The heart of the Brooklyn Museum’s architectural-sculpture collection dates roughly from 1880 to 1910—an era when New York, proclaiming its ascension as the nation’s preeminent city, could scarcely contain the architectural expression of its economic might. As Henry James wrote of a 1905 visit:

The real appeal, unmistakably, is in that note of vehemence in the local life … for it is the appeal of a particular type of dauntless power. The aspect the power wears then is indescribable; it is the power of the most extravagant of cities, rejoicing, as with the voice of the morning, in its might, its fortune, its unsurpassable conditions.

Although the city displayed what James called “the candor of its avidity” most spectacularly in its skyscrapers, mansions, and civic palaces, its restless energy was evident too in the construction of more-common buildings, like the countless tenements built to meet the surge of immigrants. In the late 1870s, the Third and Ninth Avenue elevated train lines were extended to northern Manhattan, initiating a building boom. In keeping with the Victorian passion for adornment, new brownstone rowhouses and tenements were typically decorated with carvings or castings, giving a surface sumptuousness even to homes with humble interiors.

The architects who designed facade ornamentation often relied on popular handbooks for traditional styles, like the classical or Gothic. But many architects simply wrote the word carving in their plans where embellishment was required. Consequently, as the art historian Frederick Fried observed, “the fancies of the carver, sometimes influenced by the liquid he had taken, went wild.”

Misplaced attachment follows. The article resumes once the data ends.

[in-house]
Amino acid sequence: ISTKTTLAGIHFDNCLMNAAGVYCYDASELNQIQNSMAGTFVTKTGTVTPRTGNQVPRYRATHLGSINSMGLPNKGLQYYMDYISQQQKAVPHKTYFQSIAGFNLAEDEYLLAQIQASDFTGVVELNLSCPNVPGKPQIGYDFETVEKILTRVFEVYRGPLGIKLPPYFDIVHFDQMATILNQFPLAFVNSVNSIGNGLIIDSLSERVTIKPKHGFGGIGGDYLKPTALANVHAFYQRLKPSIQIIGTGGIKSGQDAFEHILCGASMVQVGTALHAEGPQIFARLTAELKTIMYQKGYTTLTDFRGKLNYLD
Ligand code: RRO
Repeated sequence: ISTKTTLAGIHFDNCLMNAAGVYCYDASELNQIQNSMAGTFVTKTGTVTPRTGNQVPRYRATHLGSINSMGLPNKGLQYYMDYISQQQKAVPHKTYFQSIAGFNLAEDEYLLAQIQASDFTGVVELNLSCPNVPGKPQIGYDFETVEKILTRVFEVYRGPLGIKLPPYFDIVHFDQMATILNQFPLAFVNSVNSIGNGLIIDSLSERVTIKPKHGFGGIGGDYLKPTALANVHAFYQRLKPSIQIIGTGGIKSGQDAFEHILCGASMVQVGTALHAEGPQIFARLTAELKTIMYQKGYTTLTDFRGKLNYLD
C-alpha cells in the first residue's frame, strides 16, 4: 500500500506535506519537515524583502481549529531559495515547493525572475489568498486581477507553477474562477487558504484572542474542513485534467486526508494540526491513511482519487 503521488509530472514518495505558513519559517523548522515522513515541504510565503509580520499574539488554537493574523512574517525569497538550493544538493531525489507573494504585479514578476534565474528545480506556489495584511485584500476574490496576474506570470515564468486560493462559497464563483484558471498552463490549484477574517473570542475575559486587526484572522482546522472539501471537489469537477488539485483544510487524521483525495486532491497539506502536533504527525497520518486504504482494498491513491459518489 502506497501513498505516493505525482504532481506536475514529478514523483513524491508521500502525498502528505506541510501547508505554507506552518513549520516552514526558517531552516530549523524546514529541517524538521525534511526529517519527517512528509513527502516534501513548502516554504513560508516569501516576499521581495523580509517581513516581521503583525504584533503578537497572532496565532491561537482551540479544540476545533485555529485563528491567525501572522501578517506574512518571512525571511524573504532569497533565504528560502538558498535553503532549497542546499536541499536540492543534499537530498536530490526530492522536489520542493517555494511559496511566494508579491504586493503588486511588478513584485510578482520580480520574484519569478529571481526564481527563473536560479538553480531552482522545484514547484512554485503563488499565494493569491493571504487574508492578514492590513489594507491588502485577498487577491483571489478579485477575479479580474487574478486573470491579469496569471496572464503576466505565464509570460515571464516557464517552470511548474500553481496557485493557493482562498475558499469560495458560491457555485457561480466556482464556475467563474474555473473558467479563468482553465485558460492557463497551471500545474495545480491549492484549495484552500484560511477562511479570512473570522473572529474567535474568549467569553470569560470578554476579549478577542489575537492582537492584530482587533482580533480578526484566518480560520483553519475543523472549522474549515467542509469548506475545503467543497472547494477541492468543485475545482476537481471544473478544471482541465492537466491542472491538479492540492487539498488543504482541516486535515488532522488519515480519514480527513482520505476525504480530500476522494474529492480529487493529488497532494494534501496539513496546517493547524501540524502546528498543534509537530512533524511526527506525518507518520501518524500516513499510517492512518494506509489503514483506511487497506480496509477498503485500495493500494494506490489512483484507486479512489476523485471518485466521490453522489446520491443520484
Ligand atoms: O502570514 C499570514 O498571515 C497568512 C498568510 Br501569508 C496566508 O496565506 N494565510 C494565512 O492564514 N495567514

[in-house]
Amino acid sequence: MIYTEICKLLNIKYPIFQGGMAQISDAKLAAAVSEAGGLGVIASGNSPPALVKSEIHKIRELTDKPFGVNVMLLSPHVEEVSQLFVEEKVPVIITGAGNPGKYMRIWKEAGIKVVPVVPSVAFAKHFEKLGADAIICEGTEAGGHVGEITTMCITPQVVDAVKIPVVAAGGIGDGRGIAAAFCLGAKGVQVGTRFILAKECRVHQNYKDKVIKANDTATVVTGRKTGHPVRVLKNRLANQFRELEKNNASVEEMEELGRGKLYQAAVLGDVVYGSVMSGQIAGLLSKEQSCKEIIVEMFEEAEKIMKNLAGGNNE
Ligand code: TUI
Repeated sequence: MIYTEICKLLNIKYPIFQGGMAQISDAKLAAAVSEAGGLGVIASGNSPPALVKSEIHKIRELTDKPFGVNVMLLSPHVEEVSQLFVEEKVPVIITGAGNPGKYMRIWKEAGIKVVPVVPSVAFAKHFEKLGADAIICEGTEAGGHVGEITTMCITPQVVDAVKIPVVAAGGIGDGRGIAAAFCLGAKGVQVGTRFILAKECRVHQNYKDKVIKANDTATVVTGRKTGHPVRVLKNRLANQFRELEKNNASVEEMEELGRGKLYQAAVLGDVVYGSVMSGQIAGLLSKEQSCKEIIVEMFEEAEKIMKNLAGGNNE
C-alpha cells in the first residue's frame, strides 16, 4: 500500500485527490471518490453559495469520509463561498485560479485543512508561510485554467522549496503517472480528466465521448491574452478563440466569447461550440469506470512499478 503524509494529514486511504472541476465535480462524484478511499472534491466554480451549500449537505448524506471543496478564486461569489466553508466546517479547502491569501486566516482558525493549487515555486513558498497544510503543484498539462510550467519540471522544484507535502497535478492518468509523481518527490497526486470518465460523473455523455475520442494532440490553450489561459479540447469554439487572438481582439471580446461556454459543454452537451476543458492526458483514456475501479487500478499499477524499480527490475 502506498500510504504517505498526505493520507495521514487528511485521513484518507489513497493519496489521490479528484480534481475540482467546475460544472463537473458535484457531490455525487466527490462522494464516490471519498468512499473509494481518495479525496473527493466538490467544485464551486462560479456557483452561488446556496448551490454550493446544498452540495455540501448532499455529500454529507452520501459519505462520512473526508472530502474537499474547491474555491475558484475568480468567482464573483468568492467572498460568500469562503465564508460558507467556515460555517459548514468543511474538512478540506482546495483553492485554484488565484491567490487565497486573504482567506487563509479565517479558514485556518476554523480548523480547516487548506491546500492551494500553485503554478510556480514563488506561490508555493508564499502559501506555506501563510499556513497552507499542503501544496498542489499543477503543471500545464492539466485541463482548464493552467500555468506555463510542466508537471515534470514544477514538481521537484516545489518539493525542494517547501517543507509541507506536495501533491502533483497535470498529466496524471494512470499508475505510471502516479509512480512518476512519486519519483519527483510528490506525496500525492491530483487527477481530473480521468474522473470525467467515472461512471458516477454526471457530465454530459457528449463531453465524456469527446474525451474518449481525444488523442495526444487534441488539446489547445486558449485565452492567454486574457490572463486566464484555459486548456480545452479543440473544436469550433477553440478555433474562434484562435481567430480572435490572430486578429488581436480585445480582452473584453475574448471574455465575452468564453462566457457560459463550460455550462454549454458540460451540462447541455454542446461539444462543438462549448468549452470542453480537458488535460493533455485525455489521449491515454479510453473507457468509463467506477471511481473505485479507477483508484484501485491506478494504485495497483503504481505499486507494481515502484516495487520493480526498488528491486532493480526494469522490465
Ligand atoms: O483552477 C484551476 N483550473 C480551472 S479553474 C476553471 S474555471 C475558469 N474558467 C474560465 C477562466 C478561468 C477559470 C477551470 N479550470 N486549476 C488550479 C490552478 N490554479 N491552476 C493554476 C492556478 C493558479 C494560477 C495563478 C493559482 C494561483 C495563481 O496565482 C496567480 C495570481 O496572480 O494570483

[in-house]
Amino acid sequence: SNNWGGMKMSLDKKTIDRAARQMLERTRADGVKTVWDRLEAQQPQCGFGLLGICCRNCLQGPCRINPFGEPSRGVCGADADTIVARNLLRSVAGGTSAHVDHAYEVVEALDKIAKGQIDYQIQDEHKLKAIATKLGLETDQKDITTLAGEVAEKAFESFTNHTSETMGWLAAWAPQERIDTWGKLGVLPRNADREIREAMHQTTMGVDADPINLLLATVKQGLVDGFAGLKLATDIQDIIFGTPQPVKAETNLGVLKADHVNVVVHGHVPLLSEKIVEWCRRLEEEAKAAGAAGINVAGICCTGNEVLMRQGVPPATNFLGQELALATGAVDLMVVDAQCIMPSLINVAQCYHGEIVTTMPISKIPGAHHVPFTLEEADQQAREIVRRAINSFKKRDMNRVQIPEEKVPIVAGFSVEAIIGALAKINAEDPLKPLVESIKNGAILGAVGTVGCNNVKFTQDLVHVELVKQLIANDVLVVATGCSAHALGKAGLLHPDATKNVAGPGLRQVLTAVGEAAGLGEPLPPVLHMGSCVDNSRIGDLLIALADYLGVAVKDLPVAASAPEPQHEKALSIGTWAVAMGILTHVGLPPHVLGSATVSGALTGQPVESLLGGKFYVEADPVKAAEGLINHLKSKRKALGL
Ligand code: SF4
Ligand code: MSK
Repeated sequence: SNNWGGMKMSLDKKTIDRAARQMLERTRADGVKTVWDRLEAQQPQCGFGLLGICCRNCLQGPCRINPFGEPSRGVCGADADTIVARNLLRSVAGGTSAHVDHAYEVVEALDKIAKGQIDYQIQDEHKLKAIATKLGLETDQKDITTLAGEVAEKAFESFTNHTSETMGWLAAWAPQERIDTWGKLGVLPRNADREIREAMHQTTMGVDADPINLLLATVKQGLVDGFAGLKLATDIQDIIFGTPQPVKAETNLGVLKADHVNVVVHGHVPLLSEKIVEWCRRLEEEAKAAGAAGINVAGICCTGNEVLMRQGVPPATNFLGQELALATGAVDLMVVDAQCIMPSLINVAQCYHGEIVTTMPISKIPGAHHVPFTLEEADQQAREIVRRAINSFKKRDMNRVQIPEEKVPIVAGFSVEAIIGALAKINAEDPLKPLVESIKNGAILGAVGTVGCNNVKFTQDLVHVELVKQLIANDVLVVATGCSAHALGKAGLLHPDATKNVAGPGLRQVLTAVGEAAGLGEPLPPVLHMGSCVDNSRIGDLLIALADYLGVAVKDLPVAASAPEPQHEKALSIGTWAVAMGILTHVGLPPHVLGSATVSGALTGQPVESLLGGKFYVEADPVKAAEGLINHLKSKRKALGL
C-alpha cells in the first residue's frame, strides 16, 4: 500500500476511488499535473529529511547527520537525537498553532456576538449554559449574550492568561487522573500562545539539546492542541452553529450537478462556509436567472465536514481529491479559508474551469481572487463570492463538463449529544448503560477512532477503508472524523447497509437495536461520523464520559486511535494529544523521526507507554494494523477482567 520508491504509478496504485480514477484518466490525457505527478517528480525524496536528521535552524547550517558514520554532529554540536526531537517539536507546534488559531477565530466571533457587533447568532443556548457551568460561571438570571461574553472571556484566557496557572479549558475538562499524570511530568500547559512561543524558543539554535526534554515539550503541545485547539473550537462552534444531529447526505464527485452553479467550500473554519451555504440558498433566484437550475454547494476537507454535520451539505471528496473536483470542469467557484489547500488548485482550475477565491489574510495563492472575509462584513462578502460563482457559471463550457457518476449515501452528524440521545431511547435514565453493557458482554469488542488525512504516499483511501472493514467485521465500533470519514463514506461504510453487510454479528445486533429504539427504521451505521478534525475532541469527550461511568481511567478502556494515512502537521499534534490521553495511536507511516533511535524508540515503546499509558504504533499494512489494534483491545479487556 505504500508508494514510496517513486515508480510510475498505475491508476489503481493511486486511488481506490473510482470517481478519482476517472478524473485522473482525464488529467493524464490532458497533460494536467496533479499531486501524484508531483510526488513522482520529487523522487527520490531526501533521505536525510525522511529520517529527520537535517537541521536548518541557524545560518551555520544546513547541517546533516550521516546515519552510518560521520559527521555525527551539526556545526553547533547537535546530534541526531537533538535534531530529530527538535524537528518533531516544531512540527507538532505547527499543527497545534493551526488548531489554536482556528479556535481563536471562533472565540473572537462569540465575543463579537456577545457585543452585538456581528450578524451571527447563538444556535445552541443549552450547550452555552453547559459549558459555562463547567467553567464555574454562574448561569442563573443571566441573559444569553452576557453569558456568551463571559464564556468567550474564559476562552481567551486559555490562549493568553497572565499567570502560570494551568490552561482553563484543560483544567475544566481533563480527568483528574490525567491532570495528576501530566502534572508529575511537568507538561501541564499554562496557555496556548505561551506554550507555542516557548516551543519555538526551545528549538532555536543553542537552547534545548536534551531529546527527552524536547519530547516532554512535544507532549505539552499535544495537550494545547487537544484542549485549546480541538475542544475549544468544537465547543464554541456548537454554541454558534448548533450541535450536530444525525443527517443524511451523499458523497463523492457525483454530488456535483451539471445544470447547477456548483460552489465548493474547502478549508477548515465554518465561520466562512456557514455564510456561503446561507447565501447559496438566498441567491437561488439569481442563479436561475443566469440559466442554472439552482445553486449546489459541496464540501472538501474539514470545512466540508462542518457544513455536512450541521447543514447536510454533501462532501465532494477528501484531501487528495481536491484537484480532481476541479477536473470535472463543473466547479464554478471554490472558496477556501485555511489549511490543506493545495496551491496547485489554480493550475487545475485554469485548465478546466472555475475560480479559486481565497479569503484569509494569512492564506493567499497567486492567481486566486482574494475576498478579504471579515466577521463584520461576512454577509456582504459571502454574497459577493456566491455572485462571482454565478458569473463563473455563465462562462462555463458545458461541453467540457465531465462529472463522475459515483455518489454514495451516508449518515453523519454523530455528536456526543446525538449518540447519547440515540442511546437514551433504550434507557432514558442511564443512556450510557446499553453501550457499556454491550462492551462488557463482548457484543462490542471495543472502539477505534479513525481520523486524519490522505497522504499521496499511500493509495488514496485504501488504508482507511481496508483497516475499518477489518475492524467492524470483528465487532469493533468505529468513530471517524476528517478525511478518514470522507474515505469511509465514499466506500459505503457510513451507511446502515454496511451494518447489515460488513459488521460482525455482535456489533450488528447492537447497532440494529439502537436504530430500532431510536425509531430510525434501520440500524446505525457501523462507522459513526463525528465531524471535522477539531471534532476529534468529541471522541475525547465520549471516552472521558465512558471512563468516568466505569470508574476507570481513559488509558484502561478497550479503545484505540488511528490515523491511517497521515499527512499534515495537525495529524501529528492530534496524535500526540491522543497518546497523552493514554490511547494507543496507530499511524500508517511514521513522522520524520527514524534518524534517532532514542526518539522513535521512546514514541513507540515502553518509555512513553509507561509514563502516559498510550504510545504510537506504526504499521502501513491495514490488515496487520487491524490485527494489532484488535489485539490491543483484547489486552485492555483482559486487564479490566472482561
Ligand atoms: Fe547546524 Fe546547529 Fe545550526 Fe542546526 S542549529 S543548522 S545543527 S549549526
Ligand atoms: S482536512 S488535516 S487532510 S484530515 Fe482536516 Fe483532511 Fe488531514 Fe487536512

The carvers were English, Scottish, and Irish immigrants, joined by Germans and Italians. Given license to express themselves, they sculpted eccentric keystone portraits—workers with comically bandaged faces, poets, a man thumbing his nose at his neighbors—and fanciful grotesques. Karp surmises that the carvers based their art on each other, on their sweethearts, and on other New York characters. Their work amounted to a distinctly American artistic expression.

But incising one’s imagination into stone took time, and New York has always been a city in a hurry. By about 1917, advances in mechanical stone-cutting and sleeker building designs brought this brief flowering of American stone-carving to an end.

By the time the wrecking ball began leveling block after block of postwar New York, serendipitously depositing the angel’s head at Karp’s feet, the city’s architectural aesthetic had changed. The boldly corporate, man-in-the-gray-flannel-suit New York of the 1950s and early ’60s adhered to the “less is more” approach advanced by Modernists like Ludwig Mies van der Rohe and popularized by Henry-Russell Hitchcock and Philip Johnson in their hugely influential book, The International Style—an entire chapter of which was devoted to “the avoidance of applied decoration.”

As New York adopted European Modernism’s functional aesthetic, the city came to be dominated by sleek glass-and-steel International Style office buildings. For residential buildings, too, applied ornament was rejected. High-rise boxes, typically clad in glazed white brick, were the order of the day. As Buechner put it when the sculpture garden was inaugurated: “Unlike the disappearing city represented in this Garden, our city is being extruded, rolled out and poured into blank-faced forms. The imprint of the individual has been eliminated and the chances are that no architectural ornament from 1966 will come to rest here because nobody is making any … We live in a time of the clean line, the metaphysical proportion, the very, very empty space.”